Suarez does stupid things, he does stupid things for stupid reasons and stupid people react to what he does in stupid ways and then people start to make stupid jokes and then stupid tweets flood twitter until all the stupid people in the world have had a chance to make stupid remarks about stupid retweets and all the while this poor guy, gets bombarded with stupid comments by stupid people because he had the audacity to use the twitter handle @Suarez.
For those that do not quite understand what it is that I am saying, I am saying Suarez Does Stupid Things.
He keeps doing stupid things and for as long as Suarez is gonna be in the public eye, he will continue to do stupid things over and over again.
This is the man that we now know is not really interested in doing anything that does not enhance his reputation for doing stupid things. He is a menace to society and logical reasoning and therefore people will constantly react to him in ever-increasing stupid ways.
Good job world, you are a shining beacon of how to deal with stupidity with stupidity.
But seriously, it’s a really stupid thing for him to do, as it was the first time he did a stupid thing and so on and so forth.
Now if only we could like get him to not be so god damn stupidly brilliant when playing football and maybe, just maybe, all of us Liverpool fans can well and truly just get on the stupid bandwagon and scream out for Suarez to be banished from the entire stupid planet because yes, that is what we should absolutely do.
Moral of the story, stupid does what stupid is or something stupid like that.
It is a quarter-century since Australia first connected to the internet, but this technological breakthrough had a long gestation. What is now a global phenomenon was once the property of an exclusive community.
At the start of the 1980s, you could access a serious computer by studying computer science. You became a user and could create software, on one of only a few hundred such computers in Australia.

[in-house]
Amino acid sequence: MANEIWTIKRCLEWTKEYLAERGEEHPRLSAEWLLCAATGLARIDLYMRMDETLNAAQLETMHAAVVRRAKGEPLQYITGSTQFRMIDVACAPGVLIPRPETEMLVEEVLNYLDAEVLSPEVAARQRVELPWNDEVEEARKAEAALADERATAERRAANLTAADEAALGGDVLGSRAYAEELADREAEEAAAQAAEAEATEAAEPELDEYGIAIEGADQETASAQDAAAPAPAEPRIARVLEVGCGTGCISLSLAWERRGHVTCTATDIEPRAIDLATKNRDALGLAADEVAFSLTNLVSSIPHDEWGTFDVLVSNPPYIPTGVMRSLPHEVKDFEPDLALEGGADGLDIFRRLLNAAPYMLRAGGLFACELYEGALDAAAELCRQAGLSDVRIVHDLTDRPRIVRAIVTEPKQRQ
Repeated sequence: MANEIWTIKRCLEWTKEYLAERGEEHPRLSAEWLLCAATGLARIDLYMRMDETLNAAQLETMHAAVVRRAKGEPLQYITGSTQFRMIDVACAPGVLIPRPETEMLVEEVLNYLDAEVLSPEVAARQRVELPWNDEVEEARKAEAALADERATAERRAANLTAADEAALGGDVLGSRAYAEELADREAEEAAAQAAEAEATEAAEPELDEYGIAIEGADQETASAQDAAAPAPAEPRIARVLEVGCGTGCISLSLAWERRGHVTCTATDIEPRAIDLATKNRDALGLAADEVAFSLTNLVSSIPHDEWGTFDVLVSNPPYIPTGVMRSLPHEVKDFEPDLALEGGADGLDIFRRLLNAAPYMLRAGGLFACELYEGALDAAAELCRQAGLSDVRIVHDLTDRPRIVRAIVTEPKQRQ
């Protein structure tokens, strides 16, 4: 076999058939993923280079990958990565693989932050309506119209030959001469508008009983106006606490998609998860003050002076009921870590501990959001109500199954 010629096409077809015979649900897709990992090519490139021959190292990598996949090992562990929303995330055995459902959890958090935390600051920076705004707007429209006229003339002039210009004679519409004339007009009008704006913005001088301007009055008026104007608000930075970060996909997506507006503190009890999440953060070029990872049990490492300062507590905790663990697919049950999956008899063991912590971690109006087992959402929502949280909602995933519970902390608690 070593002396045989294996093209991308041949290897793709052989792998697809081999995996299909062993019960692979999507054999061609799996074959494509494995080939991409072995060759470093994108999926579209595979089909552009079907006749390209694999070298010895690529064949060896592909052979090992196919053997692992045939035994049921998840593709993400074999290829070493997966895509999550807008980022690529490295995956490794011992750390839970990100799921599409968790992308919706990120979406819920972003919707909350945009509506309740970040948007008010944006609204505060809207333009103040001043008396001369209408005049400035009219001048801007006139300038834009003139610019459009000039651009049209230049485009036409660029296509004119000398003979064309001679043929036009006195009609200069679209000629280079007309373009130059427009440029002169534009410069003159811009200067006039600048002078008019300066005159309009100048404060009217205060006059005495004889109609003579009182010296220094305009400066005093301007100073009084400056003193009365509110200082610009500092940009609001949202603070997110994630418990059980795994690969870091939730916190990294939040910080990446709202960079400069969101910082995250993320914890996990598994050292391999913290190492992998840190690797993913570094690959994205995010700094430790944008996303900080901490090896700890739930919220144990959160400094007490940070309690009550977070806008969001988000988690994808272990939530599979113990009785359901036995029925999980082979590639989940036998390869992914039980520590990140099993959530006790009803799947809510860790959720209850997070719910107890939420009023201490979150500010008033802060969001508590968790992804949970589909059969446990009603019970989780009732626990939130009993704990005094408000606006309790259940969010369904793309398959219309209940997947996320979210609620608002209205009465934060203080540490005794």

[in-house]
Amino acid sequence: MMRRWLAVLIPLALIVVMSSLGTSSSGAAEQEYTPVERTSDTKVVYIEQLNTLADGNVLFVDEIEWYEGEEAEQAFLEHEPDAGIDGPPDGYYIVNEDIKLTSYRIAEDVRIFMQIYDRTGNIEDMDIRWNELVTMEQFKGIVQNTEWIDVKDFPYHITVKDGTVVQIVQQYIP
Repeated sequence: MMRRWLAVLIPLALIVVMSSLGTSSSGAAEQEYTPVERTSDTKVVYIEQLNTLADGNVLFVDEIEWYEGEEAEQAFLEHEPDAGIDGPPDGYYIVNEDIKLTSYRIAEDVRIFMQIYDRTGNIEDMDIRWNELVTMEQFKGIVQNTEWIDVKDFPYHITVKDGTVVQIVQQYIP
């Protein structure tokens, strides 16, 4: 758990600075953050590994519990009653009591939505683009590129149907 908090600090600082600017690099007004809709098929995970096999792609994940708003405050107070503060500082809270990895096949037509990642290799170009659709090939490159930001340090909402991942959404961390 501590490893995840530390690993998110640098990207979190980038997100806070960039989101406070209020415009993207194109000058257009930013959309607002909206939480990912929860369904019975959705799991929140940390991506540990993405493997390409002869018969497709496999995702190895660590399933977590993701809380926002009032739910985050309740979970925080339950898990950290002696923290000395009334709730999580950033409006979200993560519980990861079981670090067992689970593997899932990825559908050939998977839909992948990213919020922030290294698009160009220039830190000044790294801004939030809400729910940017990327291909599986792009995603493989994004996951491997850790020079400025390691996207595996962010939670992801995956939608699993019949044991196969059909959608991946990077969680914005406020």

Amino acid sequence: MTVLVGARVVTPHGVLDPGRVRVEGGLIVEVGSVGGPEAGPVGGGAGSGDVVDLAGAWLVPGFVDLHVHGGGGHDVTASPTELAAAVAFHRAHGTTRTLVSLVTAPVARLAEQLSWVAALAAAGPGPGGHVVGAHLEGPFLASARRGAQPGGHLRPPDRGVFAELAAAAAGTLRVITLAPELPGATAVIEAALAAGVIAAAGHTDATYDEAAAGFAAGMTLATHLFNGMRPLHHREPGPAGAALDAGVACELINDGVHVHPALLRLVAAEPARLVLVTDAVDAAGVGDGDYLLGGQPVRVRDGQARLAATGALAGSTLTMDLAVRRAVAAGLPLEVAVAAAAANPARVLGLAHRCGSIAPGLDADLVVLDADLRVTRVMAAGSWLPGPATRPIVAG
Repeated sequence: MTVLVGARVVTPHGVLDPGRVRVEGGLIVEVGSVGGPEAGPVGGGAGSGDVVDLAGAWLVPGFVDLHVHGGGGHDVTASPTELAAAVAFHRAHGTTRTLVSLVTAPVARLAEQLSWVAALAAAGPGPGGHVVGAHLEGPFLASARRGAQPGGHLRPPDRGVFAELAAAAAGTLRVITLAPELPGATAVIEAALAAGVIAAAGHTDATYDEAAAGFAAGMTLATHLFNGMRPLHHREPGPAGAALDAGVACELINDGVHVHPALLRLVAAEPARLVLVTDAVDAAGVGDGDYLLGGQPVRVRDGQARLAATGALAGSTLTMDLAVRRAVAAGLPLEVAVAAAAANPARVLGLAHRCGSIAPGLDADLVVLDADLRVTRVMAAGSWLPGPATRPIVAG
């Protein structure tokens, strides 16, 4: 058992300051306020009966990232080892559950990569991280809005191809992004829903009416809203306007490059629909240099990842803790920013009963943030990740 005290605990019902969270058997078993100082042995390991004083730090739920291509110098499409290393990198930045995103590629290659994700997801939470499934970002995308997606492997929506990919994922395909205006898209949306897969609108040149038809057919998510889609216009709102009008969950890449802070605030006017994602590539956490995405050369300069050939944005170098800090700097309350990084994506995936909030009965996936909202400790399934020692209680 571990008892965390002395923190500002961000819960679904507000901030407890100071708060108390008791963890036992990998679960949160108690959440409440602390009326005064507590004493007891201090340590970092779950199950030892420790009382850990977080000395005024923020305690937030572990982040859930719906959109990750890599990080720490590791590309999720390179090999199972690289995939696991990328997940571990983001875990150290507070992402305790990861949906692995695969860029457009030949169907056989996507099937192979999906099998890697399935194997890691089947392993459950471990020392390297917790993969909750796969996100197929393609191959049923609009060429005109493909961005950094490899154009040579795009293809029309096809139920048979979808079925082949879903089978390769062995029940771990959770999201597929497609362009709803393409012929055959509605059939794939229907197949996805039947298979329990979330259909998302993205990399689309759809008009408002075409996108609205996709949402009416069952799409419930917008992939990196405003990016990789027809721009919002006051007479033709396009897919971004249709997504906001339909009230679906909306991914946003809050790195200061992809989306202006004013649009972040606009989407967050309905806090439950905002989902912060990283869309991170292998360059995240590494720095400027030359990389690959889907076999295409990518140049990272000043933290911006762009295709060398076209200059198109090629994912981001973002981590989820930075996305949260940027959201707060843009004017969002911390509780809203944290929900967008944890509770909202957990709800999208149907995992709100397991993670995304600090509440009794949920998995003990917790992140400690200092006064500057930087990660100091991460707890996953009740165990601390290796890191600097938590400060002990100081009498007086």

These institutional machines were nothing like the then-new personal computers such as the IBM PC or Australia’s MicroBee, tiny machines with no data storage other than cassette tapes or floppy disks.
The original Vax 11/780. University of Melbourne
At the University of Melbourne, some hundreds of computing students and staff shared access to a VAX 11/780.
Housed in two fridge-sized cabinets, it had a megabyte of memory, around 100 megabytes of disk and ran at a million instructions per second – rather less than a thousandth of the power of an iPhone today.
With new labs of terminals with screens and keyboards, replacing punch-card readers and line printers, we could use the VAX to communicate with each other.
Email already connecting people
Email was already a decade old and seemed miraculous. I could write to someone, or send them a program, and they would infallibly receive it when they next logged in.
But I could not convince friends of the simplicity that email wrought.
“Why not phone instead?” (But they can read the email whenever!)
“Why not write a note and stick it on his locker?” (But email is so much better than that!)
“But what if you can’t type?” (Sigh!)
At first, computer centres could only share data when it was physically carried on a 5-megabyte reel of tape. Having computers disconnected from each other was a nuisance. We had modems so why not use them to share code? And other resources too?
Staff tangled in magnetic tape. University of Melbourne
And so, during 1984, came the first tenuous link outside Australia – a download of data via a twice-daily dial-up on a phone line from Melbourne to the US Centre for Seismic Studies, which was soon transferring more than a megabyte a day of code, email and internet news groups.
The first Melbourne connection
The data arrived in Melbourne and was then routed on to other Australian universities. We were the node that linked Australia to the world – with about as much traffic as can arrive every few seconds in a household today.
With this we first saw the full power of email, somehow different to any previous form of communication. When I wrote to a friend who lived in America, sometimes the answer came in a few minutes.